The bulk of the comic is a really enthralling mystery with some of the best detective work I’ve seen in some time. Watching Batman figure this puzzle out step by step is what reading a Batman comic is all about. Yes, it’s quite obvious that it’s all going to lead to Clayface but it’s a fascinating journey. What I could have done without, however, was the 2 pages worth of Bruce’s inner monologue detailing the history of shapeshifters in folklore. I found these prose to grind the detective story to a halt and this idea of Clayface being made from mystical clay doesn’t sit right with me. I suppose I always liked to think of it more as a sci-fi thing. Think of the memory cloth from Batman Begins but far more advanced and in goop form that could be instantly changed into the shape and color of an object with a small electrical charge. It has a bizarre reaction with Basil Karlo’s unique physiology (cheap way of explaining why everybody didn’t turn into a Clayface who handled the stuff) and he’s able to manipulate it into any shape or color he likes. That’s just a quick example of what I would have preferred the clay be. I like the sciency explanations more than hocus pocus. There’s much more to the story than that, but as always I don’t want to give everything away.

So is issue #19’s main story a good read? Definitely. I don’t like the idea of Clayface’s goo being mystical in any way but between the solid detective work, great art, and really cool action scene with the surprise villain cameo– I had a great time. So how about the back-up “Ghost Lights” that was written entirely by Tynion IV? Well, that one really went all-in for the supernatural stuff.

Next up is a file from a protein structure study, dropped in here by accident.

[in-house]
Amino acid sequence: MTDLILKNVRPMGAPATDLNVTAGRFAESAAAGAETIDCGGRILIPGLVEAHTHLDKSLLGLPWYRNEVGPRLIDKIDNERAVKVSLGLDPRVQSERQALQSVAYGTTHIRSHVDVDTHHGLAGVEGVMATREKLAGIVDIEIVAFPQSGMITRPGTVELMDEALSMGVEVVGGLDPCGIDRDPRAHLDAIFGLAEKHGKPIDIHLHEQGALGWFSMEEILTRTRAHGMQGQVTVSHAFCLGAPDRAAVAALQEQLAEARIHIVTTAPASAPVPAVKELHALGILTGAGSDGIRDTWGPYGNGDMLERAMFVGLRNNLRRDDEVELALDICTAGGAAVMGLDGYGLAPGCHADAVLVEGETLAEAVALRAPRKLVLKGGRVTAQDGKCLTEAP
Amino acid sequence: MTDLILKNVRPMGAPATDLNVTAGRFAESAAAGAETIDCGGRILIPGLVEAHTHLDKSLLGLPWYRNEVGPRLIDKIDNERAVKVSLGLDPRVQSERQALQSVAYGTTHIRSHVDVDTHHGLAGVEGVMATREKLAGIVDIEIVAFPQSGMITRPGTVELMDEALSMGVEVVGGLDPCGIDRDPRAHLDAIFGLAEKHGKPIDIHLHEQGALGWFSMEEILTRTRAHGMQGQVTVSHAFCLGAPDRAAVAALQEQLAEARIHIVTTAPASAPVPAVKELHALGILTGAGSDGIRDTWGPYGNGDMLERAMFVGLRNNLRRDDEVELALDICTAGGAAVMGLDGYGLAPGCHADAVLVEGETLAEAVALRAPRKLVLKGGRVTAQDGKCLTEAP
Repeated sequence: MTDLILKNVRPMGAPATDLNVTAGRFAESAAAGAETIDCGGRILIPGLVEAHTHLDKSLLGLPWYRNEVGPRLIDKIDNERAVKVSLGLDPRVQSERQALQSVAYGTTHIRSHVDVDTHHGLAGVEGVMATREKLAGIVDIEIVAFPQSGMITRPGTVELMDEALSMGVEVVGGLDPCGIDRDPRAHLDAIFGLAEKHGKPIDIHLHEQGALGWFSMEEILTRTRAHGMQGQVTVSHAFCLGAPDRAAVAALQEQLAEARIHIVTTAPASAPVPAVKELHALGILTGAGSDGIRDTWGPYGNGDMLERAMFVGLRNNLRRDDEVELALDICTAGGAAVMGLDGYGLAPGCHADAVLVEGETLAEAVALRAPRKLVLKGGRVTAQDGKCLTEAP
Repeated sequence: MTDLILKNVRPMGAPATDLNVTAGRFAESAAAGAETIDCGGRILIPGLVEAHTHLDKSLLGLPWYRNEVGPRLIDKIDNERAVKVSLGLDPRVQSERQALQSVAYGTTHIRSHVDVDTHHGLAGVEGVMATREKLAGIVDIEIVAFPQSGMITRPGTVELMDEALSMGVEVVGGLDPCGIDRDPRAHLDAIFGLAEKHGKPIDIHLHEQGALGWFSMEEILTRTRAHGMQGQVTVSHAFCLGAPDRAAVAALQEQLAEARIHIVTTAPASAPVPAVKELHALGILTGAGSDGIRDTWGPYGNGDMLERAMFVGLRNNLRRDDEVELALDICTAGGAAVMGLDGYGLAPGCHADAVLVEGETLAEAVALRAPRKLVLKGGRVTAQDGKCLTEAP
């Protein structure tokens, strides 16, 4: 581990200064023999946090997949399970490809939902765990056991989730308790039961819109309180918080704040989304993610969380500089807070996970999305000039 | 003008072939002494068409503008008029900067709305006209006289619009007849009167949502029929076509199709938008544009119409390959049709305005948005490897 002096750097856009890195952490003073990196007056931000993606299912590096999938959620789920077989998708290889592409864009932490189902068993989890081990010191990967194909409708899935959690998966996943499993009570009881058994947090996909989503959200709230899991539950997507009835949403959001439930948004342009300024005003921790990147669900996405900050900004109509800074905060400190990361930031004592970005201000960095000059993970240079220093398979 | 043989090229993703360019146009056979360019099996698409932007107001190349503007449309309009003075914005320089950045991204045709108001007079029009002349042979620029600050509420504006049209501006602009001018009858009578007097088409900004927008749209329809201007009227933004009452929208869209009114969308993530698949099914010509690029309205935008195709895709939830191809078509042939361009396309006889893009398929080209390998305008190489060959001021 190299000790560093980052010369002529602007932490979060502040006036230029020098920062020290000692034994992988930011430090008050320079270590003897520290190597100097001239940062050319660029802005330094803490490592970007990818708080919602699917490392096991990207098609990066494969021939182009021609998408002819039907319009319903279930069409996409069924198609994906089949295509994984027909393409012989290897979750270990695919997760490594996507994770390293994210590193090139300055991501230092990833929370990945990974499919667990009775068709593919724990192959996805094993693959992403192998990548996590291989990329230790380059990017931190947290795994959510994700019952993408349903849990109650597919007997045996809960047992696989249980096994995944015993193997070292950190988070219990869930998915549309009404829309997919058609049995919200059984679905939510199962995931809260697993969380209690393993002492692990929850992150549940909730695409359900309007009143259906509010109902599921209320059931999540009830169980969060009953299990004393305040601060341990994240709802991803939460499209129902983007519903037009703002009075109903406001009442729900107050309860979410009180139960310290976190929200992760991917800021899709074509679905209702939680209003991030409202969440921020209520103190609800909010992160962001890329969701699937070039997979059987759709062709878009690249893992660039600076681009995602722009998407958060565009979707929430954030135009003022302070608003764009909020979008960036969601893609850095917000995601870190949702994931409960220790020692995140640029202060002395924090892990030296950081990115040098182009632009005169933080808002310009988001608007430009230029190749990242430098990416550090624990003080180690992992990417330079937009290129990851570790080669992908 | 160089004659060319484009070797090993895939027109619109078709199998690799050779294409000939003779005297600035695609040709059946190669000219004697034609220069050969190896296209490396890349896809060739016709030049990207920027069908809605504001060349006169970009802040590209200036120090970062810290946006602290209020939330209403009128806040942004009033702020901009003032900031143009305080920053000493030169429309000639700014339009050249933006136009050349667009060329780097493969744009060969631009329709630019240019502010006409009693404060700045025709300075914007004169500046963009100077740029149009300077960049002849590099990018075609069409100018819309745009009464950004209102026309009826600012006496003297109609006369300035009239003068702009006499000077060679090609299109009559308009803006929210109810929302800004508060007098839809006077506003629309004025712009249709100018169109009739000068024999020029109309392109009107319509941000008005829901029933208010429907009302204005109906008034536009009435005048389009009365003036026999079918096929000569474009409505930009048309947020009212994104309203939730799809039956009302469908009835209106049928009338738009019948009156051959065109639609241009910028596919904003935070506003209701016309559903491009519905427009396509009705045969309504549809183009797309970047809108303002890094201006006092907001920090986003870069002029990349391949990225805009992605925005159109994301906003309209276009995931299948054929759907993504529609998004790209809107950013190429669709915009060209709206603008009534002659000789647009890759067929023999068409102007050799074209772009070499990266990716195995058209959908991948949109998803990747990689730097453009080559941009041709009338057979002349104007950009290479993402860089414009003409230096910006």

I’ve never fallen in love with the Batman/Superman dynamic the way many fans have and oddly enough it’s not because I don’t like the way Batman’s used. It’s quite the contrary. It’s because I think Superman is always watered down quite a lot. Batman’s always shown to be at his most cold and calculating and Superman is nice and a bit stupid and just there to give the book a cool splash page from time to time when something big needs to be thrown into the heavens. I like the idea of a smart and more capable Superman and that’s why it’s tough for me to ever enjoy one of his books. I’m always thinking “How did he not hear that guy’s heartbeat coming up behind him?” or “Shouldn’t Superman have been able to catch that with his super speed?” or “Stopped it with his ice breath/heat vision/etc. etc.” He’s a character who is always as powerful as the story requires him to be in that situation and I find that inconsistency annoying. Anyway. Superman flies into Gotham to ask Batman if he wants to talk about his feelings and, obviously, Batman doesn’t. Together they investigate a case in which people are going missing in a building where a demon of some kind has been summoned. It’s well drawn Alex Maleev who gives the story a wonderfully creepy atmosphere and the big reveal at the end is scary and disgusting so basically it’s a story that works if you’re into that sort of thing. I don’t really care much about seeing Batman tag along with Superman to fight monsters so it didn’t really do a whole lot for me but I can recognize the entertainment value in it.

It’s great to have a smaller story for a change, especially one that has such great detective work and a Clayface who is actually a formidable opponent. The backup, while not my cup of tea (extended DCU + ghosts), will surely serve as a fun team-up to those who like the Batman/Superman dynamic. I say pick this issue up. It looks to be a very entertaining 2-parter before we jump into the massive Zero Year.

SCORE: 8/10